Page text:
Neil Young studio albums, ranked.

1) Tonight’s the Night
2) Everybody Knows This is Nowhere
3) On the Beach
4) After the Gold Rush
5) Zuma
6) Comes a Time
7) Harvest
8) Freedom
9) Harvest Moon
10) Ragged Glory

Interesting essay on the relationship between jazz and protest.

Ice-T continues to be a pretty interesting guy.

Here’s some cool color photos of Johnny Cash performing at the Grand Ole Opry in the 50s.

This is actually a really interesting piece on the disappearance of many Bob Seger albums from the market.

Jason Isbell has a new album coming out. The single is very good and very, very 2016.

Album Reviews:

Del McCoury, Del and Woody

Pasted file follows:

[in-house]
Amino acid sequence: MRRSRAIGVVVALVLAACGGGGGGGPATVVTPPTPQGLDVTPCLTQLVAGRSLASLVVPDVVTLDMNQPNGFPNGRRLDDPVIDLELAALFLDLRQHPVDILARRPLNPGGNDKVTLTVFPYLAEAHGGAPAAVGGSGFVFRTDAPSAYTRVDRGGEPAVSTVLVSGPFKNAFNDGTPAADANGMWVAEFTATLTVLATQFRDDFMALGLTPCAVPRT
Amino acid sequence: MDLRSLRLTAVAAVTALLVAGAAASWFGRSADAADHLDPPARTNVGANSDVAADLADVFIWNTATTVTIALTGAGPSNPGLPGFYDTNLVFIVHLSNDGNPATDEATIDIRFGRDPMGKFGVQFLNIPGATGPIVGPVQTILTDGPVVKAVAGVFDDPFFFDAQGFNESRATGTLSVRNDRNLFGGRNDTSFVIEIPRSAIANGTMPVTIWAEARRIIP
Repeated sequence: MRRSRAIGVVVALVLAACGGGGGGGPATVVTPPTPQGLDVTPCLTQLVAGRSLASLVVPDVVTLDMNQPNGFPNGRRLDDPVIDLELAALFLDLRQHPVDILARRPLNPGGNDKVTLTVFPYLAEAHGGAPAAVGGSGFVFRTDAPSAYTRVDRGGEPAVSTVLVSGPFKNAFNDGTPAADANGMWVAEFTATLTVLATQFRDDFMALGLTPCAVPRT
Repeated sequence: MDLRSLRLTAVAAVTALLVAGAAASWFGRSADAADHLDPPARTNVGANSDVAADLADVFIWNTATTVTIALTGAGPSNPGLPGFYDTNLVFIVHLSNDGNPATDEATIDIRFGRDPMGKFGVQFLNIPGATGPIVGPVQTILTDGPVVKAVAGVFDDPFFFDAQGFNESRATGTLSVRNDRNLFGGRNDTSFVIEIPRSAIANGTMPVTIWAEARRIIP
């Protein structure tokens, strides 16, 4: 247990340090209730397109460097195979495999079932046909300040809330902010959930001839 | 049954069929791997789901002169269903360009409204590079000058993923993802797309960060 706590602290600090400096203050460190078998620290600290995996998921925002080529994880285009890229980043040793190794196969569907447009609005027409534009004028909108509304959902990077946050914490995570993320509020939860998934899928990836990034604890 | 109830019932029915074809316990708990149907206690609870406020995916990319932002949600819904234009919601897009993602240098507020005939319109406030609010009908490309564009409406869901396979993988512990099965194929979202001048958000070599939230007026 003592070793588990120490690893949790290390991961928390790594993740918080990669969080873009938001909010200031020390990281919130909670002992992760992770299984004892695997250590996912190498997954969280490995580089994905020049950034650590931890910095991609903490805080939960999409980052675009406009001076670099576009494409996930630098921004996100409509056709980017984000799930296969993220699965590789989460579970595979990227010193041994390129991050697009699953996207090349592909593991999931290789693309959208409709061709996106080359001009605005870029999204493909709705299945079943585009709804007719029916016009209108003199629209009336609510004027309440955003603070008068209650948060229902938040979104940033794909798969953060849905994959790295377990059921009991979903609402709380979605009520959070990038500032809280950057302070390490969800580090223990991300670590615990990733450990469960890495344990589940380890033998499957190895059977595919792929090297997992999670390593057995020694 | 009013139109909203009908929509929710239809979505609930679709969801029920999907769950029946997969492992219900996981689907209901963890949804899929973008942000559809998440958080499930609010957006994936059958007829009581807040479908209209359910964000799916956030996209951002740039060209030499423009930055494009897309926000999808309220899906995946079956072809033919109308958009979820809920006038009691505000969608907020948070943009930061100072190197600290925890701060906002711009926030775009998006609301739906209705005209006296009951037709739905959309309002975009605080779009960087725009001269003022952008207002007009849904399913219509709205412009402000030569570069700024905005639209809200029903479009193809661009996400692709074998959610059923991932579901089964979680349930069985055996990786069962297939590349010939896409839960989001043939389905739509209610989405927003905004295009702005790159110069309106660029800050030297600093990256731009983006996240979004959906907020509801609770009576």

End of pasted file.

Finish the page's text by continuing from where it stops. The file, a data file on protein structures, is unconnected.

Del McCoury may be the last great artist in a dying tradition of music. I am loathe to call any music dying, but it’s hard not to feel that way about bluegrass. And it’s really too bad. Basically created by Bill Monroe in the late 1930s and early 1940s, who combined traditional mountain music with jazz, western swing, and Tin Pan Alley, this was an inventive, commercial music, even if it was also primarily regional music. It continued to evolve through the more mainstream Flatt and Scruggs and more mountain music of the Stanley Brothers and then especially Ralph Stanley’s solo career. In the 1970s, it became a favored music of the counterculture and moved in a number of different ways from there, including John Hartford’s deep respect for tradition that he combine with goofing off in fun ways to the Newgrass stuff of people like David Grisman and Sam Bush to the neo-traditionalism of Old and In the Way, the Peter Rowan and Jerry Garcia fronted group that was the first introduction to the music for a lot of people.